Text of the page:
HERO was an X-Ray telescope and the first one aimed to obtain focused images of astronomical X-ray sources at hard X-ray energies (20-75 keV).
The key component (the hard X-ray optics) are full-shell electroformed-nickel-replicated (ENR) mirrors coated with iridium to enhance high-energy reflectivity. As the critical grazing angle for reflection varies approximately inversely with energy, these mirrors employ smaller angles than their low-energy counterparts and consequently have smaller diameters and collecting areas per shell. The mirrors have a 6 meter focal length.
To exploit the full potential of the HERO optics necessitates a balloon gondola that can provide commensurate pointing accuracy, stability, and pointing knowledge. The HERO gondola utilizes a coarse aspect system for slewing based on a differential global positioning system (GPS) and a fine inertial-mode pointing system that uses a novel day/night aspect camera system to update onboard gyroscopes. The total payload dimensions are 25 feet long, 6.5 ft wide and 16 ft high.
Launch site: Scientific Flight Balloon Facility, Fort Sumner, (NM), US
Balloon launched by: Columbia Scientific Balloon Facility (CSBF)
Balloon manufacturer/size/composition: Zero Pressure Balloon Raven - 39.570.000 cu ft - (0.8 Mil.)
Balloon serial number: W 39.57-2-58
Flight identification number: 560N
Payload weight: 3220 lbs
Overall weight: 5470 lbs
The balloon was launched by dynamic method with assistance from launch vehicle in excellent weather conditions on September 25th at 13:55 utc.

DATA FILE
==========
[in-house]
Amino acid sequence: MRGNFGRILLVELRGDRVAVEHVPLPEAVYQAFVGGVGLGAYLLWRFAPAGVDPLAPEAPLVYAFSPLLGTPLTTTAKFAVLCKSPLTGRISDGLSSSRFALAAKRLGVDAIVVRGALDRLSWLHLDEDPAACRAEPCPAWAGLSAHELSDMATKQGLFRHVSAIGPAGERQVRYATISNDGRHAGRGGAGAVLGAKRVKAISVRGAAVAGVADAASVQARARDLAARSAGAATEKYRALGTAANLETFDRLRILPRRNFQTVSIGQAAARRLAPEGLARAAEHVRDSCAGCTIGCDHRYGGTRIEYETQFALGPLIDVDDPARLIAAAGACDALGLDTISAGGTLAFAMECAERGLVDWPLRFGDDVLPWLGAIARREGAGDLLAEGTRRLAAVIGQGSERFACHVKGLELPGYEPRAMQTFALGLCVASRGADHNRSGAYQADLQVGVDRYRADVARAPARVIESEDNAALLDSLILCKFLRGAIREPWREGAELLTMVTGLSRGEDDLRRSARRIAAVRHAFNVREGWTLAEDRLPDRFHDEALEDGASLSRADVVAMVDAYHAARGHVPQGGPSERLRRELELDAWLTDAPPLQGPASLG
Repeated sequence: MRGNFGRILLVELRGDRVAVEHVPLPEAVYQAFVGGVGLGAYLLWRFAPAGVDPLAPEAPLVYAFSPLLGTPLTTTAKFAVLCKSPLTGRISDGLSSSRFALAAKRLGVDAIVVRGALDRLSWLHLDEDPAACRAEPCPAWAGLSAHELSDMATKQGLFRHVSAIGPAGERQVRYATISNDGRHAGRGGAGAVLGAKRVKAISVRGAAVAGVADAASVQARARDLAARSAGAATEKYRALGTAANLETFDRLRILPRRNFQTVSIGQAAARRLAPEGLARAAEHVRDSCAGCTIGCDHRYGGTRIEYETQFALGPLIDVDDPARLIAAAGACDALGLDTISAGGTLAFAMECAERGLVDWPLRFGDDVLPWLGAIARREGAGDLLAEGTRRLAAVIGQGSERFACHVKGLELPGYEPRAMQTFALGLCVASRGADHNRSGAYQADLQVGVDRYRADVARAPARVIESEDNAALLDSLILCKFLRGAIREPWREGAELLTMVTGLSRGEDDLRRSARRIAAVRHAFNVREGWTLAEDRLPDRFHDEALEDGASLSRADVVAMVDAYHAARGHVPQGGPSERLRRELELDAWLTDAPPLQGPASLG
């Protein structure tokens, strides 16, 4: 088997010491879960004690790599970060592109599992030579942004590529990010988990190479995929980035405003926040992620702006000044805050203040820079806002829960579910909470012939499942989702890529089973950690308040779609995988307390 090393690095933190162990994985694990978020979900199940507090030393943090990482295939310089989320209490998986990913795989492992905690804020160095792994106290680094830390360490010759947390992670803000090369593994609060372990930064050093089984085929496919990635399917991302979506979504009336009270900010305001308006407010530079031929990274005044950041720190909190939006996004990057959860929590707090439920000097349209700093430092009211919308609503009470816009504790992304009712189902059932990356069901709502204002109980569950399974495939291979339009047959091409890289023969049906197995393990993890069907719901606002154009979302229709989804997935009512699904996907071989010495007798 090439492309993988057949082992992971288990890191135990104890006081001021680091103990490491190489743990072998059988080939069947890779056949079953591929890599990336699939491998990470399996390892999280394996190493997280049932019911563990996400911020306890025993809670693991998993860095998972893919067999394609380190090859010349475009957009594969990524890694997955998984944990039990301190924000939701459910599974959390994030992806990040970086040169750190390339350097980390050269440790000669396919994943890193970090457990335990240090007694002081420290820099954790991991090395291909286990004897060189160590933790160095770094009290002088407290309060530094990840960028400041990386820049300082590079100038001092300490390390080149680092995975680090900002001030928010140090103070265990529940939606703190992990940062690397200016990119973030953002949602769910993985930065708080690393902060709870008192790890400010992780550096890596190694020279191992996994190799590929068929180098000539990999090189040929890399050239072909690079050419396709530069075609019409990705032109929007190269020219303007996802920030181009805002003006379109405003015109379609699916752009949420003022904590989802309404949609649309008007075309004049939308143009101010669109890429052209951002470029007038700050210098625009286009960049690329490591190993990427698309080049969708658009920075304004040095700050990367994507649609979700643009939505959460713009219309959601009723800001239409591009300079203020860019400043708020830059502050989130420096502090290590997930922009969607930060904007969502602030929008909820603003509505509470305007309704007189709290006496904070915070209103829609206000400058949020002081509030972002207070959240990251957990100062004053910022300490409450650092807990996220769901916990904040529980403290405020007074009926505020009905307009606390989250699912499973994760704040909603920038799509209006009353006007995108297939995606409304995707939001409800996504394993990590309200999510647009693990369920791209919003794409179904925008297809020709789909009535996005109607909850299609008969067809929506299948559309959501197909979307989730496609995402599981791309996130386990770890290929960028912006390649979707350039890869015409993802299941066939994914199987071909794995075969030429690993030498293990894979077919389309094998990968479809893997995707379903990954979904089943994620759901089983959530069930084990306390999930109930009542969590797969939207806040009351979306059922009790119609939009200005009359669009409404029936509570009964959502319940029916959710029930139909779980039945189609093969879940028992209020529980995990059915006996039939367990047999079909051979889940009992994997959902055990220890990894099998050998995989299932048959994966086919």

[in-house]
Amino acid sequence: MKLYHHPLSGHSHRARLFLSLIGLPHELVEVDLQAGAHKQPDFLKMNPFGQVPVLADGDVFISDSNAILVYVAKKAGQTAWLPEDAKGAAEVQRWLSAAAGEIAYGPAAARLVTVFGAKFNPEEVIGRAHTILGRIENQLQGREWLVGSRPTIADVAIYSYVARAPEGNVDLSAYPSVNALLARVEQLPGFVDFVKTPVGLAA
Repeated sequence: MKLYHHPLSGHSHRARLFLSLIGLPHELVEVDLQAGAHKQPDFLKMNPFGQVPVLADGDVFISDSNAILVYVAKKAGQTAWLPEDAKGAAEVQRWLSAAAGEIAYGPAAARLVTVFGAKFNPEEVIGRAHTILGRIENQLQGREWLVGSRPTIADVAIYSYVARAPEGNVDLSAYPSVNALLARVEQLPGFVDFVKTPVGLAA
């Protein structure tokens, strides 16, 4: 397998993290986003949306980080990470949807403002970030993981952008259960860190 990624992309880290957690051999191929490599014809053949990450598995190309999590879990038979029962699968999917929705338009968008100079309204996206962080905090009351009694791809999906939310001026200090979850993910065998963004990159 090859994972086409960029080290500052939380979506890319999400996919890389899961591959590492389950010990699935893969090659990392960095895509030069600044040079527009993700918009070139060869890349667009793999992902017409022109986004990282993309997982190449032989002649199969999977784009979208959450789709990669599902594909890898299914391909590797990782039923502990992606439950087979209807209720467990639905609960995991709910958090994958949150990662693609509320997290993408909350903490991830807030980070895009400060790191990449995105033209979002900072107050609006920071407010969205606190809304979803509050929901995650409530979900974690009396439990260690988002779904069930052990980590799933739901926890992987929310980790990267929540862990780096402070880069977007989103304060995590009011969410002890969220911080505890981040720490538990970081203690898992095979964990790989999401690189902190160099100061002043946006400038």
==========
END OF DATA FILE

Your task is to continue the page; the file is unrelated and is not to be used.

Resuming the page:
The release from the pin, the collar separation, and the initial ascent through the tropopause, were normal. At approximately 83,000 feet, the balloon developed an anomalous rate of ascent due to unknown causes, reaching a maxiumum altitude of approximately 92,000 feet. The following shallow rate of descent could not be arrested by dropping ballast, and the flight was terminated using standard proceedures at the first safe opportunity.
The separation ocurred at 19:40 UTC and the impact was at 20:19 UTC in coordinates 34º 21' N / 103º 36' W (31.5 nautic miles east southeast of Fort Sumner, New Mexico). The ground recovery crew found that the payload landed upright, and was in excellent condition. Nevertheless, a more carefull examination showed some damage in the telescope, so the re-launch of the telescope the same year was cancelled.
No scientific data was obtained due to the balloon failure. Also due to the damage sustained by the telescope at landing it was returned to Huntsville, Alabama for repairings.